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About Daily capital journal. (Salem, Or.) 1903-1919 | View Entire Issue (June 15, 1916)
orial Page of "The Capi
CHARLES H FLSHEK,
Editor aud Manager.
i'L'i;i.isin:i i:vi:i;v i:kmm; k.wf.it srxn.w, sai.km. i;i:c.ox, by
Capital Journal Ptg. Co., Inc.
L. S. liAIIXK-
i. HAS. II.
Sec. Mini Trous.
SFHSi lill'TIU.Y i ATI':
Daily by carrier, per your
laily by mail, per your ....
fill i.i:ai:i vii:k tflkckafh 1:1:101:1'
New York, V.'ar.l Lewis-Williams special A cney, Tribune I'.uildiu",
The Capital Journal carrier beys are instructed to put t lie papers on the
porch. If tile earner clue, not tin this, mioses yuu, or neglects jjt tit iiix tile
paper to yuu on time, I. nelly plume the. circulation manager, ns tliis is the only
av we can determine whether or tint the carriers lire following instructions.
l"hn:i ; Main M before 7::'.n o'clock anil a paper v.ill be sent you by special
messenger if the earrier ha missed vou.
ARE OF DIFFERENT TYPES
Twenty years ago William J. Bryan attended a demo
cratic national convention as a reporter, thrilled the vast
assemblage with his oratory and left the hall with the
presidential nomination. Since that time he has borne
As long as this government holds true to the prin
ciples upon which it was founded there will be no need
for special "flag days," because an hundred million free,
loyal people will always be ready to defend the national
emblem at the cost of life if need be. If the purposes of
the government are perverted all the "flag days" that
authorities may proclaim will not be sufficient to keep
alive the dying fires of patriotism. It is not. the flag we
reverence but the things the flag stands for and some
persons seem not to understand this. .
Dallas Defeats Indians;
Mr. Hughes notifies the hyphenate portion of the
American citizens that in voting for him they sve voting
for Americanism. President Wilson does the same thing
only in a little more emphatic manner. It is quite natural
for foreign born citizens to sympathize with their native
country in its troubles, but when it comes to saying this
country shall favor some other it is a different ''hing. The
only way they should look at the matter is from the
American standpoint, not from that of the country from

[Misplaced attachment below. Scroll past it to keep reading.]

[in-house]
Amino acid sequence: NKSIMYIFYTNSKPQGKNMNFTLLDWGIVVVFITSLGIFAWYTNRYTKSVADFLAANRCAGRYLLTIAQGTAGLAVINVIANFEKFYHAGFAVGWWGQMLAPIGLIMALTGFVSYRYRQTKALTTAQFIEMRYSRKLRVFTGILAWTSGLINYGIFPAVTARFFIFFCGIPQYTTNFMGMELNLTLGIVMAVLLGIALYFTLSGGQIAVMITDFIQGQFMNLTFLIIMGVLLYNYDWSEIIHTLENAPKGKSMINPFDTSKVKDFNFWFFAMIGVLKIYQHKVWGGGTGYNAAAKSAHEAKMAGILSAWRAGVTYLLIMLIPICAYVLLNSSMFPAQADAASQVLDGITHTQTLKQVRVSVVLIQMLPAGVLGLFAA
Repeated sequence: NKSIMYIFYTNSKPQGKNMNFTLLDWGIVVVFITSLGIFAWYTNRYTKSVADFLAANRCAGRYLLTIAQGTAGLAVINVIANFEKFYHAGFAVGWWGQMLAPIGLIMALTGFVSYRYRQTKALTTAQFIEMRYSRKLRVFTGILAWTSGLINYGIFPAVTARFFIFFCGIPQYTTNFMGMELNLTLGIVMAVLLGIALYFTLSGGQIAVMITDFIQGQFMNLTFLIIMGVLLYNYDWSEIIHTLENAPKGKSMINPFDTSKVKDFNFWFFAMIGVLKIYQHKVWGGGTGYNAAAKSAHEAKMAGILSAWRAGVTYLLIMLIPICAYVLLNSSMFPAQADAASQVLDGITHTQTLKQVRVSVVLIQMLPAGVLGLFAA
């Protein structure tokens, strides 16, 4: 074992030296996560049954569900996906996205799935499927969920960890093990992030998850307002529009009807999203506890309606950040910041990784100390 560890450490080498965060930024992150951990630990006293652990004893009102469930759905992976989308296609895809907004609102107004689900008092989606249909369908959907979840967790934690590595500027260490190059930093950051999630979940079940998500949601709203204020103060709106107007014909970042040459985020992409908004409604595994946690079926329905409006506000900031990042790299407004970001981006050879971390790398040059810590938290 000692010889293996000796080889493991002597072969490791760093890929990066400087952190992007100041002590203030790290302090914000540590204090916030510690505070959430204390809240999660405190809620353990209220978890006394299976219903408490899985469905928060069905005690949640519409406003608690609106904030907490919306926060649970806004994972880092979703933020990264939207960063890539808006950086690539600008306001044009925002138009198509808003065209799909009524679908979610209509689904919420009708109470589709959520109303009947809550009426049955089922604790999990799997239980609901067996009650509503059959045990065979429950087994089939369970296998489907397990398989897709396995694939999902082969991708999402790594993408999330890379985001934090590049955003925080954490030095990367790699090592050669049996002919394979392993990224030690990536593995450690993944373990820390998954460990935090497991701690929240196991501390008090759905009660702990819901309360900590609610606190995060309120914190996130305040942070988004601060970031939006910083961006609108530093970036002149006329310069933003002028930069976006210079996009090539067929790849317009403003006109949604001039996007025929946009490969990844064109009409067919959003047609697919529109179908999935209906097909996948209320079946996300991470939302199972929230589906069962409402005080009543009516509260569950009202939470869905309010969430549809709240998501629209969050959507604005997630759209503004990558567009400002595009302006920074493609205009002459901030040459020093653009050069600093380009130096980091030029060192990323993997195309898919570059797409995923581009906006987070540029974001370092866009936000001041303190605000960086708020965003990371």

which they came.
According to the dispatches both Hughes and Presi-
the banner of democracy twice, and is now back at thei (lent V "son will in a large measure manage their own
it iii 1 1 1 . 11 1 i , 11 it 1 1 e r n nrni; i r pvp w tin nm cuvinrr rnr --a mn n hoe
jod ne neia wnen ne meraiiy leaped into lame, tie naci , . ' 1 ,;&v
perhaps the strongest personal following of any political
leader the country has ever produced unless it was Roose
velt; but that following was not strong enough to elect
him. The difference in the character of the two however
is strongly shown in their actions with regard to their
nominees. Roosevelt forced the republican party to ac
cept Taft as its nominee, and he was elected. Bryan was
responsible for the nomination of Wilson. Roosevelt
after selecting Taft, got sore because the latter did not
step out of his way and allow him to have a third term,
and deliberately. not only defeated Taft, but threw down
the party that had given him the highest honors at its
command; and but recently threatened to repeat his ac
tion of four years ago. Defied and beaten he then
strangled his own bantling and left it to die for want of
Bryan on the other hand, finding himself at outs with
the policies and course of the man he had made president,
resigned from the cabinet, took up again his old vocation
as a private citizen, and kept his mouth shut like a.gen
tleman. He is still following this course and probably
will until the end.
Roosevelt butcherknifed the party that made him and
strangled the party he created later.
Bryan, honored three distinct times by the nomina
tion for the presidency by his party, when he discovered
the party held beliefs contrary to his, submitted grace
fully, and remained an honorable, clean gentleman. He
has had to stand all kinds of ridicule of himself and his
ideas; he has been maligned by the republicans, and made
a target for their wit. lie has been called a dreamer,
and a fool; but no one has likened him to or called him
a political highwayman, or a party assassin. No one can
Fay of him as can be said ol another personage who says
he is out of politics that he betrayed like Judas Iscariot,
and this with no symptom of that arch traitor's remorse.
There is an old saying that "a man who has
himself for a lawyer generally has a fool for a client."
The outcome in November may demonstrate that the
principle also applies to campaign management.
Colonel Roosevelt has a pain in his side which he says
is caused by being thrown by his horse a year or two' ago.
There are quite a number of gentlemen who backed him
at Chicago who have a pain in their sides from being
thrown, but not from or by a horse. They are not saying
much about it yet.
For a party that really has no excuse for holding a
convention this year the democrats a putting up a pretty
fair show at St. Louis this week.
The candidates for office are all especially patriotic
about this time of the year.
1 w -wy;s--r
The Oregonian editor is'at St. Louis dishing up stories
concerning the convention, and getting a long ways from
the true inwardness of thintrs. For instanrw ho s:ivs'
'.'the democrats are worrying about cot tine back the rl0r-i onamls to pursue, he has no time